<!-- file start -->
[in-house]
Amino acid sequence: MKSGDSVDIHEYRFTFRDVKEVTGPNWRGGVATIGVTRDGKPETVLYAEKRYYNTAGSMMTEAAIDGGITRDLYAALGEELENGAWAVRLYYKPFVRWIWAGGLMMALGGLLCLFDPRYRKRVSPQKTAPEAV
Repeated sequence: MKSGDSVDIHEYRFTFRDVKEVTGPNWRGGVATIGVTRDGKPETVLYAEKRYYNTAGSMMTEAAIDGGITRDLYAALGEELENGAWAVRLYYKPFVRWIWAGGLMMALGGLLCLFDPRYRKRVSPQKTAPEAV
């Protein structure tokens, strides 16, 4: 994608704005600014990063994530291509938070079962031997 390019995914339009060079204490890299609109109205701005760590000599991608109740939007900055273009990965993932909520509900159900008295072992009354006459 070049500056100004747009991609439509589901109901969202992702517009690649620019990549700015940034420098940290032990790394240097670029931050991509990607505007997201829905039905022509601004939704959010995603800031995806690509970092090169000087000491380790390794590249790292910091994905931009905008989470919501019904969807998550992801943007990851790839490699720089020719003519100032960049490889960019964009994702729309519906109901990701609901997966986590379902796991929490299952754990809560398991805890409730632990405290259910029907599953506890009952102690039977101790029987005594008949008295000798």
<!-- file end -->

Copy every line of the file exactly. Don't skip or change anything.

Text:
[in-house]
Amino acid sequence: MKSGDSVDIHEYRFTFRDVKEVTGPNWRGGVATIGVTRDGKPETVLYAEKRYYNTAGSMMTEAAIDGGITRDLYAALGEELENGAWAVRLYYKPFVRWIWAGGLMMALGGLLCLFDPRYRKRVSPQKTAPEAV
Repeated sequence: MKSGDSVDIHEYRFTFRDVKEVTGPNWRGGVATIGVTRDGKPETVLYAEKRYYNTAGSMMTEAAIDGGITRDLYAALGEELENGAWAVRLYYKPFVRWIWAGGLMMALGGLLCLFDPRYRKRVSPQKTAPEAV
């Protein structure tokens, strides 16, 4: 994608704005600014990063994530291509938070079962031997 390019995914339009060079204490890299609109109205701005760590000599991608109740939007900055273009990965993932909520509900159900008295072992009354006459 070049500056100004747009991609439509589901109901969202992702517009690649620019990549700015940034420098940290032990790394240097670029931050991509990607505007997201829905039905022509601004939704959010995603800031995806690509970092090169000087000491380790390794590249790292910091994905931009905008989470919501019904969807998550992801943007990851790839490699720089020719003519100032960049490889960019964009994702729309519906109901990701609901997966986590379902796991929490299952754990809560398991805890409730632990405290259910029907599953506890009952102690039977101790029987005594008949008295000798």